“Blacklisting cannot be tacked onto the government inquiry set up purely to devise laws to limit union campaigning. The inquiry is a cheap electoral stunt set up in response to a non-existent problem, a taxpayer-funded initiative devised to generate a union-bashing headline or two for the Conservative election campaign. Everyone knows that we already have the most restrictive laws on unions in any advanced democracy.”
The Blacklist Support Group also rejected the government move. A spokesperson told The Industrial Reporter: “The Tory proposals are nothing more than an anti-union witch hunt masquerading as an inquiry. To equate the blacklist scandal with unites leverage campaign exposes the government’s entire attitude towards organised labour.
“Blacklisting is a human rights conspiracy involving multinational firms and the state. Leverage is perfectly legal protest with an inflatable rat.”
The Guardian reported that Nick Clegg’s remarks suggest the Liberal Democrats are anxious to rebut claims that they have been drawn into a union bashing exercise constructed by the Conservatives. The 20 November TUC-called Day of Action on Blacklisting, which was backed by unions and the Blacklist Support Group, saw hundreds of events and protests organised nationwide.
The Blacklist Support Group (BSG) is calling on all supporters, Trades Councils and trade union branches to organise an event in your area for the TUC Day of Action on Blacklisting.The nationwide event will take place on 20 November.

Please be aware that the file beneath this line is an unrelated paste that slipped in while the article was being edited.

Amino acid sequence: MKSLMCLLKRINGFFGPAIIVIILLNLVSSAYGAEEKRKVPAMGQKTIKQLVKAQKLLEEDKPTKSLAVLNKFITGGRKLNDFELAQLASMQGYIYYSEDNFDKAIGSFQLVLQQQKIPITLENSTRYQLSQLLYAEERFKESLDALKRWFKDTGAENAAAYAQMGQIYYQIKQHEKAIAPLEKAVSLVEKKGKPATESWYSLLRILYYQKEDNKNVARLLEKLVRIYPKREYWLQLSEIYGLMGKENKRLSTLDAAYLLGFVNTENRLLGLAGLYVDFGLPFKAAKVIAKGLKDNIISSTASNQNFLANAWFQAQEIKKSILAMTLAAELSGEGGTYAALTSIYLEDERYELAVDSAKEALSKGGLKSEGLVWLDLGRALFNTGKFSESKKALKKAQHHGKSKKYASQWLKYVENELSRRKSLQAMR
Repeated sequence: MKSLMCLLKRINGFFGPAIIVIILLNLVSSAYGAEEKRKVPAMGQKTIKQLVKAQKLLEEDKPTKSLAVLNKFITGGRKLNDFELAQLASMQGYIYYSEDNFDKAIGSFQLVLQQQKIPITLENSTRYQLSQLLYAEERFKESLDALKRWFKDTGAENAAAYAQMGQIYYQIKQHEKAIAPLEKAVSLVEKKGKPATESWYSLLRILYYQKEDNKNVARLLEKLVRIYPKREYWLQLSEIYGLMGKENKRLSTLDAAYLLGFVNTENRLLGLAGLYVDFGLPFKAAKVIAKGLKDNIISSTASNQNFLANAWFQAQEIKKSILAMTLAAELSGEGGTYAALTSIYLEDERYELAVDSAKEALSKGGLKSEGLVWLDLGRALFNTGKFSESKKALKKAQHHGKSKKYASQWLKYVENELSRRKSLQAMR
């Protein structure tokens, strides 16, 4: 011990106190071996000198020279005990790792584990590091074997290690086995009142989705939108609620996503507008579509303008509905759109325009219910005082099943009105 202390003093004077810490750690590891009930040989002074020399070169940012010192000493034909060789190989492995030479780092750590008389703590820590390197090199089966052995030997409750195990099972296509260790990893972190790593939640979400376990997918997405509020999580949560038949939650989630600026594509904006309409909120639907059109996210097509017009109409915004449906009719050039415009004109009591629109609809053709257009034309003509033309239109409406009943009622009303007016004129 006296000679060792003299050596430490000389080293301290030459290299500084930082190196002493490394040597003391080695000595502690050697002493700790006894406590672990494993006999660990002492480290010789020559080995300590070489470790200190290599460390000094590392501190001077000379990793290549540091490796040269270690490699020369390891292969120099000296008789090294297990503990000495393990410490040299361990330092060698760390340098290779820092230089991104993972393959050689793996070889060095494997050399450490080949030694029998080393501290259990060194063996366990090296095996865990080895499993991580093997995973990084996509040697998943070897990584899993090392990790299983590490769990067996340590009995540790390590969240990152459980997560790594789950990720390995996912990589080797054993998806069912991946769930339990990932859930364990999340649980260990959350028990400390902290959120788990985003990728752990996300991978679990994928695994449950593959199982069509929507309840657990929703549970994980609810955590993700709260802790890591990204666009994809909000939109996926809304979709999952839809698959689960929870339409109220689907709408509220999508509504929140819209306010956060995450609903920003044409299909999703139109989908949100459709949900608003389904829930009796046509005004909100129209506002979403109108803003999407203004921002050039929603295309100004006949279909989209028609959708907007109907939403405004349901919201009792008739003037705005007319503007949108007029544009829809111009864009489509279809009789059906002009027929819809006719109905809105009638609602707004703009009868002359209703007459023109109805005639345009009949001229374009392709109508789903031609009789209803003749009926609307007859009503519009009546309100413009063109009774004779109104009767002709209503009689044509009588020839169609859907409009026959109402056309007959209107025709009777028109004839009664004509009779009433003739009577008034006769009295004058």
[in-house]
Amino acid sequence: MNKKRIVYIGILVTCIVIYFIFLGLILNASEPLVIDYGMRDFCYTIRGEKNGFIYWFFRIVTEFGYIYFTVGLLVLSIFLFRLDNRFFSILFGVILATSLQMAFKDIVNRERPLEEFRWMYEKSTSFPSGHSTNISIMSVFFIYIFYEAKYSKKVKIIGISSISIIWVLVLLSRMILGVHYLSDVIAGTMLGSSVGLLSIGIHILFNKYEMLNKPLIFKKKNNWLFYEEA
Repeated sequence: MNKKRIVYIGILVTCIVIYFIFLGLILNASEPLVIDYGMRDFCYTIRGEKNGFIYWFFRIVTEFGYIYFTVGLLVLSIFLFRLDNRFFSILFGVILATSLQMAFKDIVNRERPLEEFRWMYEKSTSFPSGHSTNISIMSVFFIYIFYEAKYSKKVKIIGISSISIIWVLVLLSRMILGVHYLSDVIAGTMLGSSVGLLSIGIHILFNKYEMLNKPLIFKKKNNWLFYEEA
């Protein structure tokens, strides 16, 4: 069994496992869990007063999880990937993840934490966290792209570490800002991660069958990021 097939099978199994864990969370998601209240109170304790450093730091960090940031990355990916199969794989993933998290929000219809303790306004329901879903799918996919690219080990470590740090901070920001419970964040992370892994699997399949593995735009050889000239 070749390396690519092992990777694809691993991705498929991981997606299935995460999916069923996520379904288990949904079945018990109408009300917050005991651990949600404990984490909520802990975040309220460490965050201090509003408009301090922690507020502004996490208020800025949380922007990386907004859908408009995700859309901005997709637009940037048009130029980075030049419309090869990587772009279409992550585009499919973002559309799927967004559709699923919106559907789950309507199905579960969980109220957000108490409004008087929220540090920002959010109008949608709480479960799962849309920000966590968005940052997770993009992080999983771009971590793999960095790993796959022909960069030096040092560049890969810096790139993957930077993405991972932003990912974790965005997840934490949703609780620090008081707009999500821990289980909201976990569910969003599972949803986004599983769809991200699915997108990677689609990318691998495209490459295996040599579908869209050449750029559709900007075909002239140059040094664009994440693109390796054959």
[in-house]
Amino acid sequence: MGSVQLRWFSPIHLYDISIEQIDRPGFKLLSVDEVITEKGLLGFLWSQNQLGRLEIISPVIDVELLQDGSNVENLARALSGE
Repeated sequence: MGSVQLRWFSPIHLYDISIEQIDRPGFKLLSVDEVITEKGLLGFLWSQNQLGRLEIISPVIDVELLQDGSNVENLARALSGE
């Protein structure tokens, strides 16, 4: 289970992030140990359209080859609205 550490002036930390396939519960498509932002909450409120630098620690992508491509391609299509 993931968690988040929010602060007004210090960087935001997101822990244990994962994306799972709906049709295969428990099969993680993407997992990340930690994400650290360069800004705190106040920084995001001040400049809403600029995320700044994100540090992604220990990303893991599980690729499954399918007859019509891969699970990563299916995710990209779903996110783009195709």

BSG suggests groups should protest outside a building site being run by a blacklisting company or should target a public body still using blacklisting firms to provide public services. This is an official TUC sponsored Day of Action, so all unions in an area should work together to coordinate action.
Whether it is a protest, a media event or direct action please take pix and post on social media and contact the local press to ensure the story runs everywhere.
Use the hashtags #blacklisting #N20 #BSG
Ideas to maximise the chances of getting media coverage:
Blacklisted T-shirts, banners, placards, PA (play some music not just speakers on a megaphone), hand in a giant oversized protest letter, inflatable rat, it’s just been firework night so make a guy in a suit with a Cullum McAlpine face mask, blacklisted workers have been locked out of work so a big padlock & chain might come in handy. Whatever you do – make it visual.
7:00am – Protest at Laing O’Rourke, Cheesegrater, Leadenhall St, City of London (opposite Lloyds Building)
10:00am – Protest at Laing O’Rourke, Francis Crick Medical Research Centre, Kings Cross (behind the British Library)
1:00pm – TUC protest with MPs & 4 union General Secretaries, College Green, Parliament Sq, Westminster
2:00pm – TUC Lobby of MPs, House of Commons
3:30pm – House of Commons Committee Room 11 – John McDonnell MP chairs BSG meeting speakers: Sean Curran (GCR solicitors for High court claim) & blacklisted workers.
12:00pm – STUC protest outside Holyrood
1:00pm – film show inside Holyrood organised by Neil Findlay MSP
transport from Glasgow via: email@example.com
12:00 WTUC event - Senedd media briefing room. Speakers include Andy Richards Unite, Nick Blundell UCATT, Martin Hird GMB and Jane Hutt the finance minister.
Anyone wishing to attend contact: firstname.lastname@example.org
7:15am – Manchester Town Hall protest against NG Bailey – organised by BSG – speakers include blacklisted workers: Graham Bowker, Colin Trousdale, George Tapp
There are also a number of direct action events taking place across the country. Send us the details of your event and we will update this list to maximise a turnout at every protest.